Guatemala and Central America lobbies Washington

The “President of the Congress” of Guatemala, Roberto Alejos, confirmed that he will travel to Washington today (Tues.) along with the “presidents of the Legislative Powers of Central America and the Caribbean, to lobby in favor of an integral migratory reform in the United States and to show their rejection of Arizona’s anti-immigrant law.”

Alejos labeled as “stupid” the legal proposal for a law similar to Arizona’s in the state of Rhode Island.


Milenio (Mexico City) 5/25/10

“The thing is that they don’t want us” Op/col. by Roman Revueltas, titled as shown.

The people rule. The people decide. The people vote. The people opines freely. That’s what takes place in the democracies. Or not? Well, take a look, the majority of the sovereign country of the United States (of America) supports the famous law promoted by the lady governor of Arizona and her allied congressmen. That is to say, our dear neighbors are in agreement that a person out on the street might be asked for papers for the simple appearance he has, his dress, the color of his skin, that is to say, because he looks like a Mexican. Even more, this law can multiply and reproduce itself in many of the other states of the American Union. I repeat: the citizens approve of it. So, the problem we have is not as simple as pointing out a governor who is in search of political gains, and denouncing the flagrantly racist character of her proposals. The issue is much more complicated: the Yankees do not want to live together with the Mexicans and do not want to have illegal immigrants in their land. That’s what they say. That’s what they think.

Of course, we reply. We brag about how they would suffer without their Mexican workers. We imagine them totally disabled and ruined without their dishwashers and their maids and their gardeners and their pizza deliverers and their errand boys and their low salary workers. Even more, we’ve produced a movie called “A day without Mexicans” in which the world’s most powerful country crumbles, purely and simply because there’s no one – “not even the Blacks, as (ex-Pres.) Fox would say,- who wants to unclog the sewer or clean the rugs of the hotels. But, excuse me, that fatal day has not arrived, and instead, what there is in that place is a feeling that we Mexicans should stay here, in our land, in lieu of setting ourselves up illegally in their country. In other words, they don’t want us.  What are we going to do?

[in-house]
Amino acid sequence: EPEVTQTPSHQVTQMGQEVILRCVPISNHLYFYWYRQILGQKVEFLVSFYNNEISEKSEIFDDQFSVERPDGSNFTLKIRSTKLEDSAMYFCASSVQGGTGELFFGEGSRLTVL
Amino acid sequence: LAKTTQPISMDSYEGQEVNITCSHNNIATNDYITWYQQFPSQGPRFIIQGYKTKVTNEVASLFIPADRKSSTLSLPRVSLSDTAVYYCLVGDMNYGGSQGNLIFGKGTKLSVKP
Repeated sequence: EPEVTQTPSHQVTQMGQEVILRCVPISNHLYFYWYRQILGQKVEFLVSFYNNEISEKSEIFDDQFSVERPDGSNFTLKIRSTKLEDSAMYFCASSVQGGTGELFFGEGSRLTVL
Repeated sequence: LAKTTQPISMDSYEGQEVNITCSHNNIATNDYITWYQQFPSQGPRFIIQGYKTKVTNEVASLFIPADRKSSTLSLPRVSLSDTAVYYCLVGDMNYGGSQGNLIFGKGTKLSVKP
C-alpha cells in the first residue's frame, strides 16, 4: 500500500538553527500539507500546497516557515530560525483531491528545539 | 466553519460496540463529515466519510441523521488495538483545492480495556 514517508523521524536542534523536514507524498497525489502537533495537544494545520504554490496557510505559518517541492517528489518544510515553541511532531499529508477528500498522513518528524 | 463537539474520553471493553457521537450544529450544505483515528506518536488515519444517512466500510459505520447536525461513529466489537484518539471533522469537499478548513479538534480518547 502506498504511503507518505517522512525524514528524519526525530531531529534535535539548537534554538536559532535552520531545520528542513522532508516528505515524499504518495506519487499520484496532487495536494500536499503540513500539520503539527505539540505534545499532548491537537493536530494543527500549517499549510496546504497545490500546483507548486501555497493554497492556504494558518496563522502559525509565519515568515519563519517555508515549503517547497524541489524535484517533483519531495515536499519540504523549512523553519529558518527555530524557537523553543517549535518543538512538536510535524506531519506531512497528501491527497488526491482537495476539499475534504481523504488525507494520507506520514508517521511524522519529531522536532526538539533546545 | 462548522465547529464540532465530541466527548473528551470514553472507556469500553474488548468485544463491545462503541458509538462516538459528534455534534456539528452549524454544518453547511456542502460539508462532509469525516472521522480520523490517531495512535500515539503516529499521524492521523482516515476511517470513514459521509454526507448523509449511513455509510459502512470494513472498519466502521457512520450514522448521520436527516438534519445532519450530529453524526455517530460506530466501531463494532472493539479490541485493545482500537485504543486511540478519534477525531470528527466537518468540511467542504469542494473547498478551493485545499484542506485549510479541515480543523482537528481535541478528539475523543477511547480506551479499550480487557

El Heraldo (Tegucigalpa, Honduras) 5/25/10

Scandal in the National Registry of Persons

In Honduras, at least twelve employees of the National Registry of Persons “are involved in the crime of document traffic.” Seven of them have already been fired, while still others are suspected of providing documentation to aliens who use the country as a stepping stone “to legalize their route towards the United States.”


El Imparcial (Hermosillo, Sonora) 5/25/10

More weed

Three different events in and around Nogales, Sonora, resulted in the seizure of 4,846 kilos of marihuana. The largest portion, 3,734 kilos, was found aboard a truck at the Mexican Customs facility.


El Diario (Ciudad Juarez, Chihuahua) 5/25/10

Migration of minors en route to the U.S. grows

The “Director of Inter-Institutional Relations” of Mexico’s INM (Federal immigration agency) reported an increase in the flow of minors who travel unaccompanied through Mexico. The INM reported 32,000 cases of minors traveling in Mexico en route to the United States; of these, 17,000 were unaccompanied minors who were returned to Mexico by U.S. officials. Another 5,050 cases involved non-Mexicans; of these, 3,000 were traveling alone. The majority of these came from Central American countries.


El Porvenir (Monterrey, Nuevo Leon) 5/25/10

Dozens quit the Monterrey police force

More than fifty police officers of the city of Monterrey resigned this morning (Tues.) and 23 resigned Monday afternoon. The entire police force was held in quarters for two days over the weekend and forced to undergo a variety of tests. An additional number of resignations is expected later today. (M3 Report of yesterday relates.)


– end of report –